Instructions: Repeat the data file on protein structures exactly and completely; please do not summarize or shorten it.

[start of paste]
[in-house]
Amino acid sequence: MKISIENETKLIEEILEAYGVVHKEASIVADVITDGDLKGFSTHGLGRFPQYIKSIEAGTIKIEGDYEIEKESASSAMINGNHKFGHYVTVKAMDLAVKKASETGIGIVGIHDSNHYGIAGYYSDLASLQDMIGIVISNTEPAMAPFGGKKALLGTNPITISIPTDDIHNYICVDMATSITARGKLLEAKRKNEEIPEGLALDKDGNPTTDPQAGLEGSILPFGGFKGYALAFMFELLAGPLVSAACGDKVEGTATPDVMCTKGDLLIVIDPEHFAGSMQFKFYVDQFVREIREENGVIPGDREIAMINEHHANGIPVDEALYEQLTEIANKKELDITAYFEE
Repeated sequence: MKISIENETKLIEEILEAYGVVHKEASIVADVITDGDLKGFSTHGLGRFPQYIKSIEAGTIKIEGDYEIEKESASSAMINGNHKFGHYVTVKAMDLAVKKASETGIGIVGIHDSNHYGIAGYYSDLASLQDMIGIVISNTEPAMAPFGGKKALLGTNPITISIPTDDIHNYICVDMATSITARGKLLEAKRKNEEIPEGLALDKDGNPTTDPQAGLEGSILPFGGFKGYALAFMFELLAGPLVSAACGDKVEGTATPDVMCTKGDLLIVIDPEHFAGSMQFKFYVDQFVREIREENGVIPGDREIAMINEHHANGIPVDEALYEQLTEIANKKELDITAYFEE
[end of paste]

[in-house]
Amino acid sequence: MKISIENETKLIEEILEAYGVVHKEASIVADVITDGDLKGFSTHGLGRFPQYIKSIEAGTIKIEGDYEIEKESASSAMINGNHKFGHYVTVKAMDLAVKKASETGIGIVGIHDSNHYGIAGYYSDLASLQDMIGIVISNTEPAMAPFGGKKALLGTNPITISIPTDDIHNYICVDMATSITARGKLLEAKRKNEEIPEGLALDKDGNPTTDPQAGLEGSILPFGGFKGYALAFMFELLAGPLVSAACGDKVEGTATPDVMCTKGDLLIVIDPEHFAGSMQFKFYVDQFVREIREENGVIPGDREIAMINEHHANGIPVDEALYEQLTEIANKKELDITAYFEE
Repeated sequence: MKISIENETKLIEEILEAYGVVHKEASIVADVITDGDLKGFSTHGLGRFPQYIKSIEAGTIKIEGDYEIEKESASSAMINGNHKFGHYVTVKAMDLAVKKASETGIGIVGIHDSNHYGIAGYYSDLASLQDMIGIVISNTEPAMAPFGGKKALLGTNPITISIPTDDIHNYICVDMATSITARGKLLEAKRKNEEIPEGLALDKDGNPTTDPQAGLEGSILPFGGFKGYALAFMFELLAGPLVSAACGDKVEGTATPDVMCTKGDLLIVIDPEHFAGSMQFKFYVDQFVREIREENGVIPGDREIAMINEHHANGIPVDEALYEQLTEIANKKELDITAYFEE